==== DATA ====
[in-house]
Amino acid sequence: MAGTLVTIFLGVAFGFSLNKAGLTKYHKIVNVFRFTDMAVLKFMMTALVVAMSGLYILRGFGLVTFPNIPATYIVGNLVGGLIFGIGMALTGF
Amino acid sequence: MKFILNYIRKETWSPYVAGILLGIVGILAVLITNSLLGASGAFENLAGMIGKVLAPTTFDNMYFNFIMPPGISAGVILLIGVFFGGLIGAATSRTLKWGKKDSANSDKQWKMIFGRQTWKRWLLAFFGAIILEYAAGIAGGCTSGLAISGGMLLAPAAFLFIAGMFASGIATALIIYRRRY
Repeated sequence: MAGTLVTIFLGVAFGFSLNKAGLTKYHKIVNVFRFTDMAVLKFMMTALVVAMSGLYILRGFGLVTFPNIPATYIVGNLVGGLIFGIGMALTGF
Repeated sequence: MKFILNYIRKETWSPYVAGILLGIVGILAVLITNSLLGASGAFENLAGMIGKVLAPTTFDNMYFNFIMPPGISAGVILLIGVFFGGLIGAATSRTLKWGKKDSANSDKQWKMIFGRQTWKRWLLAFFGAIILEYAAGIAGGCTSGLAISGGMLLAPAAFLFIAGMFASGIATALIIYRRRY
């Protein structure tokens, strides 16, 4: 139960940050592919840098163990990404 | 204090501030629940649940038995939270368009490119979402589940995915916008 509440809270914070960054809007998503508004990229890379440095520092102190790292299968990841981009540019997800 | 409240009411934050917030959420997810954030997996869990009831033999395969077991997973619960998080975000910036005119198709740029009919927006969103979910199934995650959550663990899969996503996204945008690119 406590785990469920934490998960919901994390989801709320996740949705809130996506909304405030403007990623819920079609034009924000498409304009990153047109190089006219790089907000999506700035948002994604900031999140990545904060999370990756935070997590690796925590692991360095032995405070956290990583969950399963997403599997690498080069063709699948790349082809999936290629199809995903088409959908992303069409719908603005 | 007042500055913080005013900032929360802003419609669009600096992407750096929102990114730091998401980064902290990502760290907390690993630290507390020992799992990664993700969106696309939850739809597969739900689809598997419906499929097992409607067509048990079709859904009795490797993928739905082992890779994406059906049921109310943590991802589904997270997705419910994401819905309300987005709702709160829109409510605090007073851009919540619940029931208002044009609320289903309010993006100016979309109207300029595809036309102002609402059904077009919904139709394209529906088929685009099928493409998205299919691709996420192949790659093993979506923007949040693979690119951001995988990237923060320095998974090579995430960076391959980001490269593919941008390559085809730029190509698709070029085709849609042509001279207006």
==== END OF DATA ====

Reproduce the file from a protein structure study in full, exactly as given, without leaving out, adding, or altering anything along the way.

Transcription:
[in-house]
Amino acid sequence: MAGTLVTIFLGVAFGFSLNKAGLTKYHKIVNVFRFTDMAVLKFMMTALVVAMSGLYILRGFGLVTFPNIPATYIVGNLVGGLIFGIGMALTGF
Amino acid sequence: MKFILNYIRKETWSPYVAGILLGIVGILAVLITNSLLGASGAFENLAGMIGKVLAPTTFDNMYFNFIMPPGISAGVILLIGVFFGGLIGAATSRTLKWGKKDSANSDKQWKMIFGRQTWKRWLLAFFGAIILEYAAGIAGGCTSGLAISGGMLLAPAAFLFIAGMFASGIATALIIYRRRY
Repeated sequence: MAGTLVTIFLGVAFGFSLNKAGLTKYHKIVNVFRFTDMAVLKFMMTALVVAMSGLYILRGFGLVTFPNIPATYIVGNLVGGLIFGIGMALTGF
Repeated sequence: MKFILNYIRKETWSPYVAGILLGIVGILAVLITNSLLGASGAFENLAGMIGKVLAPTTFDNMYFNFIMPPGISAGVILLIGVFFGGLIGAATSRTLKWGKKDSANSDKQWKMIFGRQTWKRWLLAFFGAIILEYAAGIAGGCTSGLAISGGMLLAPAAFLFIAGMFASGIATALIIYRRRY
């Protein structure tokens, strides 16, 4: 139960940050592919840098163990990404 | 204090501030629940649940038995939270368009490119979402589940995915916008 509440809270914070960054809007998503508004990229890379440095520092102190790292299968990841981009540019997800 | 409240009411934050917030959420997810954030997996869990009831033999395969077991997973619960998080975000910036005119198709740029009919927006969103979910199934995650959550663990899969996503996204945008690119 406590785990469920934490998960919901994390989801709320996740949705809130996506909304405030403007990623819920079609034009924000498409304009990153047109190089006219790089907000999506700035948002994604900031999140990545904060999370990756935070997590690796925590692991360095032995405070956290990583969950399963997403599997690498080069063709699948790349082809999936290629199809995903088409959908992303069409719908603005 | 007042500055913080005013900032929360802003419609669009600096992407750096929102990114730091998401980064902290990502760290907390690993630290507390020992799992990664993700969106696309939850739809597969739900689809598997419906499929097992409607067509048990079709859904009795490797993928739905082992890779994406059906049921109310943590991802589904997270997705419910994401819905309300987005709702709160829109409510605090007073851009919540619940029931208002044009609320289903309010993006100016979309109207300029595809036309102002609402059904077009919904139709394209529906088929685009099928493409998205299919691709996420192949790659093993979506923007949040693979690119951001995988990237923060320095998974090579995430960076391959980001490269593919941008390559085809730029190509698709070029085709849609042509001279207006």